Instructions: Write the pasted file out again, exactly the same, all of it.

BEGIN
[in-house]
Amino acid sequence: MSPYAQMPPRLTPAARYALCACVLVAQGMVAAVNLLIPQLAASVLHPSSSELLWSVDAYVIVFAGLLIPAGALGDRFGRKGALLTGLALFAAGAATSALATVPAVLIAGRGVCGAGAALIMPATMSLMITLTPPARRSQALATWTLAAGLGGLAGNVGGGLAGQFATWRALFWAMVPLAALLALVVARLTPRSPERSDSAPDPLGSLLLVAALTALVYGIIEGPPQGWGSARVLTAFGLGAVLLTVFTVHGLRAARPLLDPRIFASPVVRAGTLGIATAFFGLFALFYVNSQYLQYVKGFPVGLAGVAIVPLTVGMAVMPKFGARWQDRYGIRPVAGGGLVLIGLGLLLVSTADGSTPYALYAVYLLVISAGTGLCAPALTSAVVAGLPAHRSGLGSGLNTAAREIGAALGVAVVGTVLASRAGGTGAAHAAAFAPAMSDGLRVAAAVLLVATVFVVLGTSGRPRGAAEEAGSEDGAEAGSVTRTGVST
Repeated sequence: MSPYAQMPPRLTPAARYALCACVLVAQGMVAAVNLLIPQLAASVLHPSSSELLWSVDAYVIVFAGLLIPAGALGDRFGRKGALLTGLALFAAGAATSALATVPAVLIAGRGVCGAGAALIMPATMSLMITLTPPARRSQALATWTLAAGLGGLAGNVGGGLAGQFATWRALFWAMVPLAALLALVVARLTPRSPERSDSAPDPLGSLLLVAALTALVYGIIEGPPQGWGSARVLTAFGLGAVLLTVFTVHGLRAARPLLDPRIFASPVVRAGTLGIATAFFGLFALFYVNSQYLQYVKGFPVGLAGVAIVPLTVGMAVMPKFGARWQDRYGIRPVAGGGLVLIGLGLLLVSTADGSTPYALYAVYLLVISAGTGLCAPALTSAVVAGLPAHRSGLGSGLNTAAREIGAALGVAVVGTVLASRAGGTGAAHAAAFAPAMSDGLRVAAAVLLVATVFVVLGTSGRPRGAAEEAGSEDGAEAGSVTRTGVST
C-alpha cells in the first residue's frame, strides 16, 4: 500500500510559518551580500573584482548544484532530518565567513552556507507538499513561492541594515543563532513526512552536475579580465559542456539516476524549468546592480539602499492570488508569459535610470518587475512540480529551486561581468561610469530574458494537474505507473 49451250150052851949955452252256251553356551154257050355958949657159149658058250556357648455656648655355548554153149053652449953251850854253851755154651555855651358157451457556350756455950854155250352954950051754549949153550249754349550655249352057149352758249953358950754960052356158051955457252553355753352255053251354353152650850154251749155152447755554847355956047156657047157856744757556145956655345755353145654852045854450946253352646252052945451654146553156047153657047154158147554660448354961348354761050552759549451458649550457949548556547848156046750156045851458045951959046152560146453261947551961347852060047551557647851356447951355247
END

[in-house]
Amino acid sequence: MSPYAQMPPRLTPAARYALCACVLVAQGMVAAVNLLIPQLAASVLHPSSSELLWSVDAYVIVFAGLLIPAGALGDRFGRKGALLTGLALFAAGAATSALATVPAVLIAGRGVCGAGAALIMPATMSLMITLTPPARRSQALATWTLAAGLGGLAGNVGGGLAGQFATWRALFWAMVPLAALLALVVARLTPRSPERSDSAPDPLGSLLLVAALTALVYGIIEGPPQGWGSARVLTAFGLGAVLLTVFTVHGLRAARPLLDPRIFASPVVRAGTLGIATAFFGLFALFYVNSQYLQYVKGFPVGLAGVAIVPLTVGMAVMPKFGARWQDRYGIRPVAGGGLVLIGLGLLLVSTADGSTPYALYAVYLLVISAGTGLCAPALTSAVVAGLPAHRSGLGSGLNTAAREIGAALGVAVVGTVLASRAGGTGAAHAAAFAPAMSDGLRVAAAVLLVATVFVVLGTSGRPRGAAEEAGSEDGAEAGSVTRTGVST
Repeated sequence: MSPYAQMPPRLTPAARYALCACVLVAQGMVAAVNLLIPQLAASVLHPSSSELLWSVDAYVIVFAGLLIPAGALGDRFGRKGALLTGLALFAAGAATSALATVPAVLIAGRGVCGAGAALIMPATMSLMITLTPPARRSQALATWTLAAGLGGLAGNVGGGLAGQFATWRALFWAMVPLAALLALVVARLTPRSPERSDSAPDPLGSLLLVAALTALVYGIIEGPPQGWGSARVLTAFGLGAVLLTVFTVHGLRAARPLLDPRIFASPVVRAGTLGIATAFFGLFALFYVNSQYLQYVKGFPVGLAGVAIVPLTVGMAVMPKFGARWQDRYGIRPVAGGGLVLIGLGLLLVSTADGSTPYALYAVYLLVISAGTGLCAPALTSAVVAGLPAHRSGLGSGLNTAAREIGAALGVAVVGTVLASRAGGTGAAHAAAFAPAMSDGLRVAAAVLLVATVFVVLGTSGRPRGAAEEAGSEDGAEAGSVTRTGVST
C-alpha cells in the first residue's frame, strides 16, 4: 500500500510559518551580500573584482548544484532530518565567513552556507507538499513561492541594515543563532513526512552536475579580465559542456539516476524549468546592480539602499492570488508569459535610470518587475512540480529551486561581468561610469530574458494537474505507473 49451250150052851949955452252256251553356551154257050355958949657159149658058250556357648455656648655355548554153149053652449953251850854253851755154651555855651358157451457556350756455950854155250352954950051754549949153550249754349550655249352057149352758249953358950754960052356158051955457252553355753352255053251354353152650850154251749155152447755554847355956047156657047157856744757556145956655345755353145654852045854450946253352646252052945451654146553156047153657047154158147554660448354961348354761050552759549451458649550457949548556547848156046750156045851458045951959046152560146453261947551961347852060047551557647851356447951355247